In Australia, the Australian Medical Council (AMC) accredits medical education and training, including for medical specialties that have a significant surgical component.
Although any surgery carries risk, in Australia use of the term ‘surgeon’ is not restricted to medical specialists who have completed AMC accredited training in surgery.
“Our main concern is patient safety. The term ‘surgeon’ causes confusion among members of the public. We have numerous medical practitioners who have not completed relevant AMC accredited surgical training advertising themselves by using ‘surgeon’ in their title. Restricting who can use ‘surgeon’ would help prevent patients from undergoing surgery under a false assumption about the standard of training of the person carrying out the surgery.
“We only have to look at the recent stories in the media on cosmetic surgery to see what we mean. These horrific stories highlighted the significant harm caused to patients by doctors who are not accredited by the AMC or even regulated by Ahpra.
“Restricting who can use ‘surgeon’ would also help maintain public confidence in the high standards of our health system, but it is critical that governments also implement a public education campaign outlining the training and education required to use the term under the new arrangements. This will help patients make more informed choices about their surgery,” says RACS President Dr Sally Langley.
RACS believes that only those registered in specialties for which the relevant AMC accredited training program includes a significant surgical component should be able to use ‘surgeon’ in their titles.
“RACS’ position is not about ‘protecting the turf’ of RACS’ Fellows. Implementing RACS’ position would mean all registered specialist surgeons - whether or not they are RACS Fellows are able to use the term. For example, a registered ‘Specialist Ophthalmologist’ would be able to advertise themselves as an ‘Ophthalmic Surgeon’,” said RACS Councillor and specialist plastic surgeon, Professor Mark Ashton.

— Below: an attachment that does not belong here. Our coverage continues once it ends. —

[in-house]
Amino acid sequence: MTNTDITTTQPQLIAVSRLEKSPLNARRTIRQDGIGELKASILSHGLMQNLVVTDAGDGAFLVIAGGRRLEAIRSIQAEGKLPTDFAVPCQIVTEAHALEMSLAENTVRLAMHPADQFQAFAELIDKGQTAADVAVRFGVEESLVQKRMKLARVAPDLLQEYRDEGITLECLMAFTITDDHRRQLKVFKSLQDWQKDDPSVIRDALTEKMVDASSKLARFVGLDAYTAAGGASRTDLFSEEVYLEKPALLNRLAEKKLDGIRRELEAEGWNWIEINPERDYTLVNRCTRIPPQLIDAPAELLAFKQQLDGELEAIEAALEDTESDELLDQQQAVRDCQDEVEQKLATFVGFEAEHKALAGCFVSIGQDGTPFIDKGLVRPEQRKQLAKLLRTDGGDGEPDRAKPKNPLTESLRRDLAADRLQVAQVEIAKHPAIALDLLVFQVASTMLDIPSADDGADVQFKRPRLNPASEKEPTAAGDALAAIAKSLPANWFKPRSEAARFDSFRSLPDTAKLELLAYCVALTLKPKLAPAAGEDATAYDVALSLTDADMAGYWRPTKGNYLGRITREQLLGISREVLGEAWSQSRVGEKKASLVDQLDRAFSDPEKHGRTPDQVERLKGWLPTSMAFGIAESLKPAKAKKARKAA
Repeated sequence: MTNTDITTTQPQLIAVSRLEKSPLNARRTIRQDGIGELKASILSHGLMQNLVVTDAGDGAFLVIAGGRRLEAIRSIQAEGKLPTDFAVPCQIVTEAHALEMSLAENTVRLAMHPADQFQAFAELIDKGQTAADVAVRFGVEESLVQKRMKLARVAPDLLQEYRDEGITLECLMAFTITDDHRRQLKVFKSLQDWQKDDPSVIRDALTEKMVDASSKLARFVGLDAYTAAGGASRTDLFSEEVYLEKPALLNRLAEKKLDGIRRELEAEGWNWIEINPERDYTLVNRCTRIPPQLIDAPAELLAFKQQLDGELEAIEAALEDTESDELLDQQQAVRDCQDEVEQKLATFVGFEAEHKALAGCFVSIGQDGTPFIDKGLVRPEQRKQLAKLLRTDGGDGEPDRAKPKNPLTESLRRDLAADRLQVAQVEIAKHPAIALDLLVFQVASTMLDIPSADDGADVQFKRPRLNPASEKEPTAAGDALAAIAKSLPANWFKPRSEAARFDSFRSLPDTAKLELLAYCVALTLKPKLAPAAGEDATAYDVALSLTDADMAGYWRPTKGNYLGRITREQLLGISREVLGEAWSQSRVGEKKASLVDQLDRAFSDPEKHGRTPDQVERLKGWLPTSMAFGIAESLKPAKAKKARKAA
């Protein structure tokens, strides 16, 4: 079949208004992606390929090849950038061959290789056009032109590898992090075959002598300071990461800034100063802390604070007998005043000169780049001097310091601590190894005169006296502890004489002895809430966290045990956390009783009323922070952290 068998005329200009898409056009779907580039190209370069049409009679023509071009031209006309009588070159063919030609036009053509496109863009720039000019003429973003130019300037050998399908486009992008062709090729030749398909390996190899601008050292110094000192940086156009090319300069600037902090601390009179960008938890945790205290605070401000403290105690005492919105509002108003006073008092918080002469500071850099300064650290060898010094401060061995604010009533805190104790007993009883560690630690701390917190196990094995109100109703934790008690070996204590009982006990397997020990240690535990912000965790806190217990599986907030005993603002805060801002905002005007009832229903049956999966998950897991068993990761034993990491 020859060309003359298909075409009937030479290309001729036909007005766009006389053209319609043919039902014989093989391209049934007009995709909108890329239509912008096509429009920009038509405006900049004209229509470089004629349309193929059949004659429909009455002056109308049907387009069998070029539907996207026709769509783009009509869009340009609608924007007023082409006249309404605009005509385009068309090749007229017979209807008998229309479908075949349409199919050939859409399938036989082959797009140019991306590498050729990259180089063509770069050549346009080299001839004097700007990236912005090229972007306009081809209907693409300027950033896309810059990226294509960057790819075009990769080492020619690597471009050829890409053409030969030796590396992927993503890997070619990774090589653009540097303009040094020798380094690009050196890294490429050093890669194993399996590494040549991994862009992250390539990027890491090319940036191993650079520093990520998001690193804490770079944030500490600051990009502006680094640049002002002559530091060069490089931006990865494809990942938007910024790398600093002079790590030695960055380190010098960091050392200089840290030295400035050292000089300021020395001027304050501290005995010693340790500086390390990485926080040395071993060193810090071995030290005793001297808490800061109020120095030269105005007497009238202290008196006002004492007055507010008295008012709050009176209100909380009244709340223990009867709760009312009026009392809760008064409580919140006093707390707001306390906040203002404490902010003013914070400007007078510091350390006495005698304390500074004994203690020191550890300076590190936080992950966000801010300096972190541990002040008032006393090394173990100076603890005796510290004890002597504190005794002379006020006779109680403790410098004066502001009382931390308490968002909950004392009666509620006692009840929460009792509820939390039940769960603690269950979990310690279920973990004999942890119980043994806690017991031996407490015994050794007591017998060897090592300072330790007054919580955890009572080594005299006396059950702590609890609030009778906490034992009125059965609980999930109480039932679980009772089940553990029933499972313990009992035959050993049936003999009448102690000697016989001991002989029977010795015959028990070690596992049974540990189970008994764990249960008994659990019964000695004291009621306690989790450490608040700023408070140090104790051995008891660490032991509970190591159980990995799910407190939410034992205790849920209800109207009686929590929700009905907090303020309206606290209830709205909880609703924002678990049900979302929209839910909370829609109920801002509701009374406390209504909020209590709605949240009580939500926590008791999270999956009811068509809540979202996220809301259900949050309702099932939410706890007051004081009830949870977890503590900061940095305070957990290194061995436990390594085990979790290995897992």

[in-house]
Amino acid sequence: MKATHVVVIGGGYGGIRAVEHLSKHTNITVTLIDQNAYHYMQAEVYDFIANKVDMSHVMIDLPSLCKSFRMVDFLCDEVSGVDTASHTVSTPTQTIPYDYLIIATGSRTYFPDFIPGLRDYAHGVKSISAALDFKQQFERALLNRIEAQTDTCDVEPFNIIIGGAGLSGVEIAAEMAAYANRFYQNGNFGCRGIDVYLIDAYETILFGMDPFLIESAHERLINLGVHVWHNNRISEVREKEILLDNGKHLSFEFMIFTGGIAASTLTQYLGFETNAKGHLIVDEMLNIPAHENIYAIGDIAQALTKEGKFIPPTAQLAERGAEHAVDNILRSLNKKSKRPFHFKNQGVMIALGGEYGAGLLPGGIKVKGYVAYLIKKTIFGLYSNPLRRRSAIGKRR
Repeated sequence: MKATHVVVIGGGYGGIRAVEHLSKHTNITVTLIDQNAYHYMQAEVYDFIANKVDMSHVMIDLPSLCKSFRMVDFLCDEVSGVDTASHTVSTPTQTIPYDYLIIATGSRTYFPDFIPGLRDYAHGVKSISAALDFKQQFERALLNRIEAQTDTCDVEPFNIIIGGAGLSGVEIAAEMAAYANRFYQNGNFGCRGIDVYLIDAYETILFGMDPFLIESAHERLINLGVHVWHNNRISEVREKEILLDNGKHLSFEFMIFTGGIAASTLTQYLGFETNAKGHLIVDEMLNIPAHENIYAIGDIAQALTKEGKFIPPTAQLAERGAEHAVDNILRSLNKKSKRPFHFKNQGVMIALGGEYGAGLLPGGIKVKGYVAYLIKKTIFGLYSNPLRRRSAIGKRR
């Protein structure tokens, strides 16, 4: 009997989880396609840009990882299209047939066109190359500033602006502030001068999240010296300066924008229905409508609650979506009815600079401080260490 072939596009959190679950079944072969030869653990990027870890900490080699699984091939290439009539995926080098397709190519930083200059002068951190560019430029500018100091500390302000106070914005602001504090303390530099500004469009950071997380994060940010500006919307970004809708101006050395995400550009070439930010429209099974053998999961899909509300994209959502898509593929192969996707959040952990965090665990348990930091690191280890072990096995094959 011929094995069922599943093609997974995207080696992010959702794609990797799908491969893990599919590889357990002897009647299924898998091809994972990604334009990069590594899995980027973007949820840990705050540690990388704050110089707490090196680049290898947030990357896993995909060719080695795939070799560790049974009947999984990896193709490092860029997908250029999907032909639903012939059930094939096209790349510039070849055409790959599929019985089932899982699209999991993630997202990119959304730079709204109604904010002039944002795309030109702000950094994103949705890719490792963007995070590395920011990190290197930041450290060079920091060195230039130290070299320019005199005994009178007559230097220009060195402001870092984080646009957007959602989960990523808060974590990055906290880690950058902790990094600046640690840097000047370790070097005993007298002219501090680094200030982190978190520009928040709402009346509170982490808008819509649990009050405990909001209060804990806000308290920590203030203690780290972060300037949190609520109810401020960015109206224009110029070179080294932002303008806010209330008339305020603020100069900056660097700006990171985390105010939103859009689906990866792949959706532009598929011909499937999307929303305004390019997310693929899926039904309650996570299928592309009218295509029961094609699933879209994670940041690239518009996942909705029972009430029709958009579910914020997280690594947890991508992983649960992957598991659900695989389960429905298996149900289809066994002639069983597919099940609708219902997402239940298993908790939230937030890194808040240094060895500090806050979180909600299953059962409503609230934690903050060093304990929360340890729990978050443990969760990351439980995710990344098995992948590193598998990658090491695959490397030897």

“We also believe that other practitioners such as certain rural GPs who have obtained their qualifications through AMC accredited courses, which include a surgical component, would be able to use the term, but only in combination with the words ‘GP’ or ‘General Practitioner’ – i.e. ‘GP Surgeon’.
“This also means that medical practitioners who have not demonstrated their surgical expertise by completing an AMC accredited training program in surgery, ophthalmology or obstetrics and gynaecology, would be prevented from advertising themselves to the public using the term ‘surgeon’,” added Professor Ashton.
In Australia, the common theme linking the above practitioners is that they have all completed an AMC accredited fellowship and comply with ongoing CPD requirements. Compliance allows them to attain and then maintain specialist registration. The AMC accredited training programs for the various surgery subspecialty fields, as well as ophthalmology and obstetrics and gynaecology are five or six years at a minimum, on top of a primary medical degree and pre-vocational training.